It was December, and dark already at 3.30 pm. Sitting down with a cup of tea and homemade Swedish ginger biscuits, I began thinking about the new piece promised for some ESTA workshops in February, in York. How to capture some local character in the music? Romans? Vikings? VIKINGS! Jorvik is the Viking name for York, so ‘Jorvik……..Tango’! 
Bit whacky I know, and there’s no actual evidence of tangos that far back in the mists of time, but Vikings certainly knew how to party.  An exciting range of sounds came to mind as I crunched my way through the biscuits, which (appropriately) had just arrived from Scandinavia that very morning. Lots of low sounds – we had double basses, so let the piece begin with them… The cup of tea was hastily finished, the computer switched on, and slowly the dancers took to the floor.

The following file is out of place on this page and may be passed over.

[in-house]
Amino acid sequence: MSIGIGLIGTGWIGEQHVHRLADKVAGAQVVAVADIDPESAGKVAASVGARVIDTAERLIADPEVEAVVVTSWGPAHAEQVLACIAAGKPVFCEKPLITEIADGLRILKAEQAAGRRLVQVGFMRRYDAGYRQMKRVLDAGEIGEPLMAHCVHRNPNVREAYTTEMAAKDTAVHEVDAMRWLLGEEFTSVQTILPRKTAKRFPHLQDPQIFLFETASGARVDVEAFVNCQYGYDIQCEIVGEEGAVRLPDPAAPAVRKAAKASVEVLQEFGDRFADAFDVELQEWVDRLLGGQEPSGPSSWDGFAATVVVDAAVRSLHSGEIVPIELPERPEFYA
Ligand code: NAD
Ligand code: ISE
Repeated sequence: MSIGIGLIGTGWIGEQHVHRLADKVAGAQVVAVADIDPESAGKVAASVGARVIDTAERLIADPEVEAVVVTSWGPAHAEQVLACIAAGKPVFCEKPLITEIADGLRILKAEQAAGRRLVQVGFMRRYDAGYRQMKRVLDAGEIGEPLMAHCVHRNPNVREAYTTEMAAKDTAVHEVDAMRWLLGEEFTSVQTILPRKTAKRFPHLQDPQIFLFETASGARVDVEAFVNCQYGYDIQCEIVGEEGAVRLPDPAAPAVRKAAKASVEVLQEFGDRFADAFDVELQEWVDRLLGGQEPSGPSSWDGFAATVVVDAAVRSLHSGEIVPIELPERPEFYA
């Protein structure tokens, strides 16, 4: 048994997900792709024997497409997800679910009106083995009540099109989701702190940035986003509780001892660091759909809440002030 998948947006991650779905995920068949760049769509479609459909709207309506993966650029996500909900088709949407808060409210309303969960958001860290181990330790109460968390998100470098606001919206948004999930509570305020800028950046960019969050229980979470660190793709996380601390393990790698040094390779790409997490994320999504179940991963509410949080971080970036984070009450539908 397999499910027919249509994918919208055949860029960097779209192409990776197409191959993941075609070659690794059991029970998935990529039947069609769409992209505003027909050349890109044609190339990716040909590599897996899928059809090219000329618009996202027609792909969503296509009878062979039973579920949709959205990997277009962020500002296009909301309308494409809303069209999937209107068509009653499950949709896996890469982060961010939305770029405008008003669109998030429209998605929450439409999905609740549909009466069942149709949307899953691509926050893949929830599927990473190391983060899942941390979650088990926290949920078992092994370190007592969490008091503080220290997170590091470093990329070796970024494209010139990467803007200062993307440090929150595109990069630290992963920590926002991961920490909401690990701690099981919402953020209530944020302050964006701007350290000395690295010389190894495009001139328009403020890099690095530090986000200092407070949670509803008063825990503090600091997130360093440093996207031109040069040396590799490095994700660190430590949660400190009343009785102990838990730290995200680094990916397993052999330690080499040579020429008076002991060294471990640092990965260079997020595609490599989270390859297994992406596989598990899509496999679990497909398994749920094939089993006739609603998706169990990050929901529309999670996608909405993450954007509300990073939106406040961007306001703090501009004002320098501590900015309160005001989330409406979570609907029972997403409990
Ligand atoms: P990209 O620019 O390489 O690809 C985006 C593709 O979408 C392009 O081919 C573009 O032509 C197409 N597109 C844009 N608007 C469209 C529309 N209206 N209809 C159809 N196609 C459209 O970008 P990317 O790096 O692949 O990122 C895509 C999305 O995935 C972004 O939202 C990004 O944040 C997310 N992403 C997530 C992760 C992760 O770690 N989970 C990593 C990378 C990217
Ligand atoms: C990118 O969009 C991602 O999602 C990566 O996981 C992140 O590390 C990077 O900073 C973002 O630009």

The workshop was great fun - Tango rhythms were mastered quickly and we achieved several increasingly enthusiastic playthroughs. And it was lovely to hear that Jorvik Tango was performed again at an end of term summer concert. 
The scoring is in four parts: violin/viola/cello/double bass - the violins all on one part to counterbalance the low instruments. Lots of younger pupils had asked to join in the workshop, so at the last minute I produced an easy optional violin 2 part - but the piece sounds the same without it. It is written for around grade 2-3 but more advanced players will enjoy it too – so it’s a good piece for all the strings to join forces in a school concert.
You can find Jorvik Tango in Mary’s Music Cupboard. It comes as a single download of score and parts, with a licence to create up to ten copies; and there is a preview audio mp3 too. 
Did Vikings Tango? Well they do now!